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Everyone loves free. If it doesn't cost anything, someone will likely take it. But, as we know, nothing is actually free. And with smartphone and tablet apps the cost is usually personal information.
A Stanford official said on Wednesday that its Center for Internet and Society has never promised not to use Google money for privacy research.
Pet lovers' pictures may give crooks the upper hand.
Facebook's chief operating officer says that the psychological experiment that the company performed on 700,000 users was "poorly communicated" -- but she didn't apologize for it.
Maryland lawmakers will be hearing about a measure to limit commercial use of student data by cloud-computing service vendors.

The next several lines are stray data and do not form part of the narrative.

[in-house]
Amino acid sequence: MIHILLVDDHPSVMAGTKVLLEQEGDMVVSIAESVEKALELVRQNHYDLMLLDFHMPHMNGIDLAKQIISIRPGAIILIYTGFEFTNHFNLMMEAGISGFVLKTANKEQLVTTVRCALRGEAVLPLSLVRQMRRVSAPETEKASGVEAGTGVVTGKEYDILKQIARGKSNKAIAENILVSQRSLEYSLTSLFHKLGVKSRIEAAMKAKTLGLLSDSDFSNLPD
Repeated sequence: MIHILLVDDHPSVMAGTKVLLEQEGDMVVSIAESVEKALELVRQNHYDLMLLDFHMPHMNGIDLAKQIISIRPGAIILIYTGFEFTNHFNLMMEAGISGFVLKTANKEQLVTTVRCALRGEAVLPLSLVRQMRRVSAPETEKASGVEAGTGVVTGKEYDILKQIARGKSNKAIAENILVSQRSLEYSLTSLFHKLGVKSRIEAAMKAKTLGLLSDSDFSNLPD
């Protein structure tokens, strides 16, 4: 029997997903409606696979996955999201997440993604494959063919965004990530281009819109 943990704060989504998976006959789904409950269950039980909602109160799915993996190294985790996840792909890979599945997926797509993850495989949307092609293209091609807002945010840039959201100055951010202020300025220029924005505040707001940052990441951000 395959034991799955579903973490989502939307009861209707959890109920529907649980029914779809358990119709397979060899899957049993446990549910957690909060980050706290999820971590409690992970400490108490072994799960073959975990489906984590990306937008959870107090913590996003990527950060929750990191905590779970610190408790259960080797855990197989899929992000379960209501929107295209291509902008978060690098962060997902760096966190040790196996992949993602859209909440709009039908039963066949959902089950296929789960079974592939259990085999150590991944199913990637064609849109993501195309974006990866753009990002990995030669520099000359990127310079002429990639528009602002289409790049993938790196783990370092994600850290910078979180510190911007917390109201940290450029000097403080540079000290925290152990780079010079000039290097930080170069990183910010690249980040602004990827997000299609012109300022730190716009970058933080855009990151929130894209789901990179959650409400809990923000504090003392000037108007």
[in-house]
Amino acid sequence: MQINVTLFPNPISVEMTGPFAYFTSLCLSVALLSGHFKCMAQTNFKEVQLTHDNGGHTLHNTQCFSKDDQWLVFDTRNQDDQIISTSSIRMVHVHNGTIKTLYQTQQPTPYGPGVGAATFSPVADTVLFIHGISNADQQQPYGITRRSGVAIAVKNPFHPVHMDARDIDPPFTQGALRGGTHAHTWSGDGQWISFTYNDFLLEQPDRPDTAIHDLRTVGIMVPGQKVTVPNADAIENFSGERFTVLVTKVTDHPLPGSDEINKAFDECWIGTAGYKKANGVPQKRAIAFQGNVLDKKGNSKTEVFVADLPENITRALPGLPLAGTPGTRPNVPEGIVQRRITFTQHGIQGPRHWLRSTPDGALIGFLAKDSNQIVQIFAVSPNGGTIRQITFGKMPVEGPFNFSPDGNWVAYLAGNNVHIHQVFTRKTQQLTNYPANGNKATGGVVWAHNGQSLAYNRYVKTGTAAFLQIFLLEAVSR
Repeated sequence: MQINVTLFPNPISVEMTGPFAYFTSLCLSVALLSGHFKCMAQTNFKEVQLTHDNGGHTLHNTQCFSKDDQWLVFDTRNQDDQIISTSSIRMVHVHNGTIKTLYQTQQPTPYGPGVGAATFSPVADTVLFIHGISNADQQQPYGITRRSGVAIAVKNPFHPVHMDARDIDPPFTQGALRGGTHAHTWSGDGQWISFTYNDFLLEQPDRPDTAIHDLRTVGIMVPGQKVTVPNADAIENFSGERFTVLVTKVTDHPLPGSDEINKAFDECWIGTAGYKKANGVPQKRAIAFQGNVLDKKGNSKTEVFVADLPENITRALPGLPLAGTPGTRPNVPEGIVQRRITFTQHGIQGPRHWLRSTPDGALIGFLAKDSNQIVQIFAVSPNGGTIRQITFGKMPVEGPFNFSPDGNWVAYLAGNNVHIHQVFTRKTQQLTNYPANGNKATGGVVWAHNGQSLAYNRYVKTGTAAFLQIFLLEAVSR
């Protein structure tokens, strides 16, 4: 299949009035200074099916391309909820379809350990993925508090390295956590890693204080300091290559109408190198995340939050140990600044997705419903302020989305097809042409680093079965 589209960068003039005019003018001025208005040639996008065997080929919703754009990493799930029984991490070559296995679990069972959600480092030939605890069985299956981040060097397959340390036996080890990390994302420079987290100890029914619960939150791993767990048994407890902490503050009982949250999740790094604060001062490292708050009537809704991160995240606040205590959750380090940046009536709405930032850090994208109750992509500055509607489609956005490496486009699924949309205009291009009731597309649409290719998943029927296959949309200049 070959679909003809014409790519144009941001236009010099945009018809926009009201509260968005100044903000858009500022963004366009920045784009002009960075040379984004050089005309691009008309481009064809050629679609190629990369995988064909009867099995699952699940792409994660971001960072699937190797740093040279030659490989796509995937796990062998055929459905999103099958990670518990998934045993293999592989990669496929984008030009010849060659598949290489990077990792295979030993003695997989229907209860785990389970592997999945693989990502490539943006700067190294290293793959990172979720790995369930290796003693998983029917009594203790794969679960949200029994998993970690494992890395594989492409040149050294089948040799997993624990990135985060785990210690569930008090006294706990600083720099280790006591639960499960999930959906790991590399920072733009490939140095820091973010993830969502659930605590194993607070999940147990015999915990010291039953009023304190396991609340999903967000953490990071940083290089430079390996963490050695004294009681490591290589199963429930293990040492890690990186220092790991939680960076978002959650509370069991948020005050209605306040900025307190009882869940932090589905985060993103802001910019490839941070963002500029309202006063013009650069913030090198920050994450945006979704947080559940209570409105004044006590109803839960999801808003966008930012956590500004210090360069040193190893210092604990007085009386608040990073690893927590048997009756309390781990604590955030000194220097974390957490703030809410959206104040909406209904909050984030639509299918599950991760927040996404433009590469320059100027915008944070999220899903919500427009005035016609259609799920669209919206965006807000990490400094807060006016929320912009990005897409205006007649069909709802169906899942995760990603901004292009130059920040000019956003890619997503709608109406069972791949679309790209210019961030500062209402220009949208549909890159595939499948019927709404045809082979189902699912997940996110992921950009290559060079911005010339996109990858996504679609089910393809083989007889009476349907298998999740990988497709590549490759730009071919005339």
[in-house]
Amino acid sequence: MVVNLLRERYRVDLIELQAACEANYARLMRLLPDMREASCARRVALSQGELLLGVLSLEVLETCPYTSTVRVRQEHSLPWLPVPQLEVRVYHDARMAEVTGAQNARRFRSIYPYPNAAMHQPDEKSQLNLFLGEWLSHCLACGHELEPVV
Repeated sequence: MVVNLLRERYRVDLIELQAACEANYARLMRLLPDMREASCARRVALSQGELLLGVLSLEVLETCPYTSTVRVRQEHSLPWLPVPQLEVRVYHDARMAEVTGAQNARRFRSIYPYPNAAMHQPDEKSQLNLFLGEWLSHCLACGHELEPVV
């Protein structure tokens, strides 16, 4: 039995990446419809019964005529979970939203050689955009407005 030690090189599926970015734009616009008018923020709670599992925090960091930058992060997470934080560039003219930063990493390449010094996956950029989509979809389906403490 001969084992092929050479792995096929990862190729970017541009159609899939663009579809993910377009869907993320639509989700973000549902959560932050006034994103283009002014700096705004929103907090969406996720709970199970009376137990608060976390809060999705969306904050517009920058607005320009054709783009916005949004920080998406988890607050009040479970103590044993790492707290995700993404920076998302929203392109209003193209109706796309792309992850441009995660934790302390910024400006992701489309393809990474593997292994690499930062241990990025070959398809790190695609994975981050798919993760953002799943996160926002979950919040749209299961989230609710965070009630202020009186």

People concerned about their smartphone intruding on their privacy may have something else about which to worry: the car.
More and more medical records are being moved online and electronic health records have plenty of benefits - but there's a risk for fraud and security breaches.
We don't know much about data brokers - the people who get and sell our personal information - but they know a lot about us.
Facebook knows what you typed, even if you didn't actually post it.
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